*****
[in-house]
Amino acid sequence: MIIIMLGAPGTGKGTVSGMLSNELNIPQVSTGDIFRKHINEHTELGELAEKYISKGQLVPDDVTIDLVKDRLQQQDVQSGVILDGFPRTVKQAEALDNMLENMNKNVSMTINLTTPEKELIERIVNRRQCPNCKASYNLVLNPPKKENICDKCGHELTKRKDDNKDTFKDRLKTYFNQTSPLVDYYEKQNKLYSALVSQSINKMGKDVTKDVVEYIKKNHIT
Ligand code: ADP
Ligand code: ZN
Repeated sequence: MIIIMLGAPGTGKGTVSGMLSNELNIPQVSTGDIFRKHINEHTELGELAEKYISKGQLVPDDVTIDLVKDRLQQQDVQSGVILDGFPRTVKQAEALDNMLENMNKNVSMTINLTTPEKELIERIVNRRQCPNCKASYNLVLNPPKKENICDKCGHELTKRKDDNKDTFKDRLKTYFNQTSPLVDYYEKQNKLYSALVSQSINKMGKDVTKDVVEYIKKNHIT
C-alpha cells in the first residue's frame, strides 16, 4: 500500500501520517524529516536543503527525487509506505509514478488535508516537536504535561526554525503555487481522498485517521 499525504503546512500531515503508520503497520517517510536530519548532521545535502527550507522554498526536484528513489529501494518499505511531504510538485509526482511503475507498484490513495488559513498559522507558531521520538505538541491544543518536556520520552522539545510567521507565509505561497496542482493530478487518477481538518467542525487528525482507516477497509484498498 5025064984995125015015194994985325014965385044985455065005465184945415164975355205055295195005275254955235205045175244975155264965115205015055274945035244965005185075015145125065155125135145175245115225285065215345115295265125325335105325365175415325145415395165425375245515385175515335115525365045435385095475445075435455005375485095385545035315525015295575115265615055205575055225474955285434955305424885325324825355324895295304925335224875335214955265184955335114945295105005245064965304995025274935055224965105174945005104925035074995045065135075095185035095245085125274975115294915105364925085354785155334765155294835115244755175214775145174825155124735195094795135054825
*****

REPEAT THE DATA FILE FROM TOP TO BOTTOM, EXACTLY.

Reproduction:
[in-house]
Amino acid sequence: MIIIMLGAPGTGKGTVSGMLSNELNIPQVSTGDIFRKHINEHTELGELAEKYISKGQLVPDDVTIDLVKDRLQQQDVQSGVILDGFPRTVKQAEALDNMLENMNKNVSMTINLTTPEKELIERIVNRRQCPNCKASYNLVLNPPKKENICDKCGHELTKRKDDNKDTFKDRLKTYFNQTSPLVDYYEKQNKLYSALVSQSINKMGKDVTKDVVEYIKKNHIT
Ligand code: ADP
Ligand code: ZN
Repeated sequence: MIIIMLGAPGTGKGTVSGMLSNELNIPQVSTGDIFRKHINEHTELGELAEKYISKGQLVPDDVTIDLVKDRLQQQDVQSGVILDGFPRTVKQAEALDNMLENMNKNVSMTINLTTPEKELIERIVNRRQCPNCKASYNLVLNPPKKENICDKCGHELTKRKDDNKDTFKDRLKTYFNQTSPLVDYYEKQNKLYSALVSQSINKMGKDVTKDVVEYIKKNHIT
C-alpha cells in the first residue's frame, strides 16, 4: 500500500501520517524529516536543503527525487509506505509514478488535508516537536504535561526554525503555487481522498485517521 499525504503546512500531515503508520503497520517517510536530519548532521545535502527550507522554498526536484528513489529501494518499505511531504510538485509526482511503475507498484490513495488559513498559522507558531521520538505538541491544543518536556520520552522539545510567521507565509505561497496542482493530478487518477481538518467542525487528525482507516477497509484498498 5025064984995125015015194994985325014965385044985455065005465184945415164975355205055295195005275254955235205045175244975155264965115205015055274945035244965005185075015145125065155125135145175245115225285065215345115295265125325335105325365175415325145415395165425375245515385175515335115525365045435385095475445075435455005375485095385545035315525015295575115265615055205575055225474955285434955305424885325324825355324895295304925335224875335214955265184955335114945295105005245064965304995025274935055224965105174945005104925035074995045065135075095185035095245085125274975115294915105364925085354785155334765155294835115244755175214775145174825155124735195094795135054825